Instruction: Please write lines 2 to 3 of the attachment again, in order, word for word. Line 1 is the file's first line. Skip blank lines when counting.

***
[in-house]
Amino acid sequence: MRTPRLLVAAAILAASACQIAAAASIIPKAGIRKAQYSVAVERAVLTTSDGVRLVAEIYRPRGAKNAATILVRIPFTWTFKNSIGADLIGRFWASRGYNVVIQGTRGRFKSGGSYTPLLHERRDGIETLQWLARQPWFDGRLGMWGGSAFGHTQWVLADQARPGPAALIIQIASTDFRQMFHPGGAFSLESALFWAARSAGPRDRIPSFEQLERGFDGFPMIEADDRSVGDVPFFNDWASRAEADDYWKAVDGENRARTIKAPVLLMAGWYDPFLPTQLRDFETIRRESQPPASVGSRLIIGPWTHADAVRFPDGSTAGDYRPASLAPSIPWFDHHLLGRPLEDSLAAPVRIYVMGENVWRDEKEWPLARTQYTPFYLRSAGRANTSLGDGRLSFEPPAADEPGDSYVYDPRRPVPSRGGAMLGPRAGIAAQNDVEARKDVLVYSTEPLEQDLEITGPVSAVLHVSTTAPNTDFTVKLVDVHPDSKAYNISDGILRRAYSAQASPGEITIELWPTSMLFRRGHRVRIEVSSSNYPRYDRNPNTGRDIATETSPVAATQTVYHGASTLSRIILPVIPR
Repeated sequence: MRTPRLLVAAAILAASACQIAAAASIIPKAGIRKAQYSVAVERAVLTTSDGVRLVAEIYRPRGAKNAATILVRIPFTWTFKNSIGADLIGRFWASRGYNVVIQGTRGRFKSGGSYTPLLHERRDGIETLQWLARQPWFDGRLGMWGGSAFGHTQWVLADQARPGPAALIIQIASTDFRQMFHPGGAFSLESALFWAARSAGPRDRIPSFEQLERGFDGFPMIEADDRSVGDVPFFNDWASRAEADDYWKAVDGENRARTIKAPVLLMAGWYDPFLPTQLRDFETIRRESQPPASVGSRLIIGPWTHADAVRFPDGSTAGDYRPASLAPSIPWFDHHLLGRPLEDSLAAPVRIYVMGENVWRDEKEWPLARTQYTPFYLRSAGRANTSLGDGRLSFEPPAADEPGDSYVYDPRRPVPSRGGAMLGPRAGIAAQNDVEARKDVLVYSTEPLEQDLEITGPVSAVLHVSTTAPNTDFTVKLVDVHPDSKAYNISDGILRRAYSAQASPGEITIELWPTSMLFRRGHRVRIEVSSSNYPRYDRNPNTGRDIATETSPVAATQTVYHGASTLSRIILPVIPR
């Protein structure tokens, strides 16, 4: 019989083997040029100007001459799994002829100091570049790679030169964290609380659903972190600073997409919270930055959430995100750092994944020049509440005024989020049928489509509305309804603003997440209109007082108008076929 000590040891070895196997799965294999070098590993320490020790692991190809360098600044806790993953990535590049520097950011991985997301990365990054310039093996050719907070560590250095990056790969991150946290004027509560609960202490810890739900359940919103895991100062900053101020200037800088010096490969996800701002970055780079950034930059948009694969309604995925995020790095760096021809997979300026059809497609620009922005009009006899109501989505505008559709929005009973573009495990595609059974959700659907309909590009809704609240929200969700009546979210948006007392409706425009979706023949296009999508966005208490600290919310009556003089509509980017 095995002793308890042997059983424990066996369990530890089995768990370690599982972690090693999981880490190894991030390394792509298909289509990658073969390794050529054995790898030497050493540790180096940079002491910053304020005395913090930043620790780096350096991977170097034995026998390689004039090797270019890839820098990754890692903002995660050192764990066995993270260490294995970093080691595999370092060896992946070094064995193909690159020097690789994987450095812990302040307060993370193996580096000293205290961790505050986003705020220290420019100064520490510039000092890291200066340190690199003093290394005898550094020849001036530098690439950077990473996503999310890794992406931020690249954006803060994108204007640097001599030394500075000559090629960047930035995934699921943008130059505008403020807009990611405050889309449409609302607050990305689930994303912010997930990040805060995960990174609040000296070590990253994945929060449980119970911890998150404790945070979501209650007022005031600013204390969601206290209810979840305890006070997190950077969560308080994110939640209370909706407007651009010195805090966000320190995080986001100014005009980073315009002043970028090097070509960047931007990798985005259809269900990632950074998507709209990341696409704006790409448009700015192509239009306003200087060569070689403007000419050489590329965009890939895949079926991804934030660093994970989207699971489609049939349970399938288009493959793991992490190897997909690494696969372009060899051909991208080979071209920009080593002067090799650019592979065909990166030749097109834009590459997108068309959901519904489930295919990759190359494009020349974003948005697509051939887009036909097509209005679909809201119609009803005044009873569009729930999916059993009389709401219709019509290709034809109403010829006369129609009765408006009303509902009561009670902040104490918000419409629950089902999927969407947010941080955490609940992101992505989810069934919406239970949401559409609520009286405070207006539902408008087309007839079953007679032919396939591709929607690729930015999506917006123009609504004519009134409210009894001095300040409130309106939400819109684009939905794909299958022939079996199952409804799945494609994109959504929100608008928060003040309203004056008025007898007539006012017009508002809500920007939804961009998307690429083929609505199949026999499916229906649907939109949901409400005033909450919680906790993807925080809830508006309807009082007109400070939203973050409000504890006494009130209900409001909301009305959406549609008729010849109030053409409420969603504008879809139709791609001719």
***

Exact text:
Amino acid sequence: MRTPRLLVAAAILAASACQIAAAASIIPKAGIRKAQYSVAVERAVLTTSDGVRLVAEIYRPRGAKNAATILVRIPFTWTFKNSIGADLIGRFWASRGYNVVIQGTRGRFKSGGSYTPLLHERRDGIETLQWLARQPWFDGRLGMWGGSAFGHTQWVLADQARPGPAALIIQIASTDFRQMFHPGGAFSLESALFWAARSAGPRDRIPSFEQLERGFDGFPMIEADDRSVGDVPFFNDWASRAEADDYWKAVDGENRARTIKAPVLLMAGWYDPFLPTQLRDFETIRRESQPPASVGSRLIIGPWTHADAVRFPDGSTAGDYRPASLAPSIPWFDHHLLGRPLEDSLAAPVRIYVMGENVWRDEKEWPLARTQYTPFYLRSAGRANTSLGDGRLSFEPPAADEPGDSYVYDPRRPVPSRGGAMLGPRAGIAAQNDVEARKDVLVYSTEPLEQDLEITGPVSAVLHVSTTAPNTDFTVKLVDVHPDSKAYNISDGILRRAYSAQASPGEITIELWPTSMLFRRGHRVRIEVSSSNYPRYDRNPNTGRDIATETSPVAATQTVYHGASTLSRIILPVIPR
Repeated sequence: MRTPRLLVAAAILAASACQIAAAASIIPKAGIRKAQYSVAVERAVLTTSDGVRLVAEIYRPRGAKNAATILVRIPFTWTFKNSIGADLIGRFWASRGYNVVIQGTRGRFKSGGSYTPLLHERRDGIETLQWLARQPWFDGRLGMWGGSAFGHTQWVLADQARPGPAALIIQIASTDFRQMFHPGGAFSLESALFWAARSAGPRDRIPSFEQLERGFDGFPMIEADDRSVGDVPFFNDWASRAEADDYWKAVDGENRARTIKAPVLLMAGWYDPFLPTQLRDFETIRRESQPPASVGSRLIIGPWTHADAVRFPDGSTAGDYRPASLAPSIPWFDHHLLGRPLEDSLAAPVRIYVMGENVWRDEKEWPLARTQYTPFYLRSAGRANTSLGDGRLSFEPPAADEPGDSYVYDPRRPVPSRGGAMLGPRAGIAAQNDVEARKDVLVYSTEPLEQDLEITGPVSAVLHVSTTAPNTDFTVKLVDVHPDSKAYNISDGILRRAYSAQASPGEITIELWPTSMLFRRGHRVRIEVSSSNYPRYDRNPNTGRDIATETSPVAATQTVYHGASTLSRIILPVIPR